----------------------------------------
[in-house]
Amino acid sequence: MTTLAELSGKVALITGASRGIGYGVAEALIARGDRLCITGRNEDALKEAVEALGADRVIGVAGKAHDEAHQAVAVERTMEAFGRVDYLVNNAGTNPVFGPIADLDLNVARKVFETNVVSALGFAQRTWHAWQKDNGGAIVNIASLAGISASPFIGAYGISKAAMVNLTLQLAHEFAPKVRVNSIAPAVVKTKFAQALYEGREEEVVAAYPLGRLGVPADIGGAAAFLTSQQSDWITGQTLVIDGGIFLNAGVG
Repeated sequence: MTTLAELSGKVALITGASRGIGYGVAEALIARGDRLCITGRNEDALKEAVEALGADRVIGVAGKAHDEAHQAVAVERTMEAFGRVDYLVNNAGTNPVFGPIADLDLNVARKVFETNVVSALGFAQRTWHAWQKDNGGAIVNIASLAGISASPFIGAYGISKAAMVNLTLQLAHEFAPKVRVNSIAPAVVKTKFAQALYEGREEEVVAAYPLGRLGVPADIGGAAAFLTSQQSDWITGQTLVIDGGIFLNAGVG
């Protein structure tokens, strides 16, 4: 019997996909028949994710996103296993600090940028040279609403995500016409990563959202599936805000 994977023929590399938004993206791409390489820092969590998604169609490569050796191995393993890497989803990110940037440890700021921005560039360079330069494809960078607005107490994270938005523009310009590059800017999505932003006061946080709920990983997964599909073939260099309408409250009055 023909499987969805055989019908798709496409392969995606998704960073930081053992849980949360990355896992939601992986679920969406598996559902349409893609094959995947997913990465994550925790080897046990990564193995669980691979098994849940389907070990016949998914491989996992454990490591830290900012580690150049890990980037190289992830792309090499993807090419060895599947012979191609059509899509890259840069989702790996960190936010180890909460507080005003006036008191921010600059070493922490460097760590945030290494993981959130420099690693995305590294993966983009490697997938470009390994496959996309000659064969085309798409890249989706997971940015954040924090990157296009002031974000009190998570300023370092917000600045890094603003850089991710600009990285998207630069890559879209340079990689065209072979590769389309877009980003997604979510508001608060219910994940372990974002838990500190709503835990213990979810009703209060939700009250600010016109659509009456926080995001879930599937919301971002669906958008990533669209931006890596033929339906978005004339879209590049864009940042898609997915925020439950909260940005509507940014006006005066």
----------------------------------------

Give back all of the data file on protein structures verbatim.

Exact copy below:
[in-house]
Amino acid sequence: MTTLAELSGKVALITGASRGIGYGVAEALIARGDRLCITGRNEDALKEAVEALGADRVIGVAGKAHDEAHQAVAVERTMEAFGRVDYLVNNAGTNPVFGPIADLDLNVARKVFETNVVSALGFAQRTWHAWQKDNGGAIVNIASLAGISASPFIGAYGISKAAMVNLTLQLAHEFAPKVRVNSIAPAVVKTKFAQALYEGREEEVVAAYPLGRLGVPADIGGAAAFLTSQQSDWITGQTLVIDGGIFLNAGVG
Repeated sequence: MTTLAELSGKVALITGASRGIGYGVAEALIARGDRLCITGRNEDALKEAVEALGADRVIGVAGKAHDEAHQAVAVERTMEAFGRVDYLVNNAGTNPVFGPIADLDLNVARKVFETNVVSALGFAQRTWHAWQKDNGGAIVNIASLAGISASPFIGAYGISKAAMVNLTLQLAHEFAPKVRVNSIAPAVVKTKFAQALYEGREEEVVAAYPLGRLGVPADIGGAAAFLTSQQSDWITGQTLVIDGGIFLNAGVG
């Protein structure tokens, strides 16, 4: 019997996909028949994710996103296993600090940028040279609403995500016409990563959202599936805000 994977023929590399938004993206791409390489820092969590998604169609490569050796191995393993890497989803990110940037440890700021921005560039360079330069494809960078607005107490994270938005523009310009590059800017999505932003006061946080709920990983997964599909073939260099309408409250009055 023909499987969805055989019908798709496409392969995606998704960073930081053992849980949360990355896992939601992986679920969406598996559902349409893609094959995947997913990465994550925790080897046990990564193995669980691979098994849940389907070990016949998914491989996992454990490591830290900012580690150049890990980037190289992830792309090499993807090419060895599947012979191609059509899509890259840069989702790996960190936010180890909460507080005003006036008191921010600059070493922490460097760590945030290494993981959130420099690693995305590294993966983009490697997938470009390994496959996309000659064969085309798409890249989706997971940015954040924090990157296009002031974000009190998570300023370092917000600045890094603003850089991710600009990285998207630069890559879209340079990689065209072979590769389309877009980003997604979510508001608060219910994940372990974002838990500190709503835990213990979810009703209060939700009250600010016109659509009456926080995001879930599937919301971002669906958008990533669209931006890596033929339906978005004339879209590049864009940042898609997915925020439950909260940005509507940014006006005066």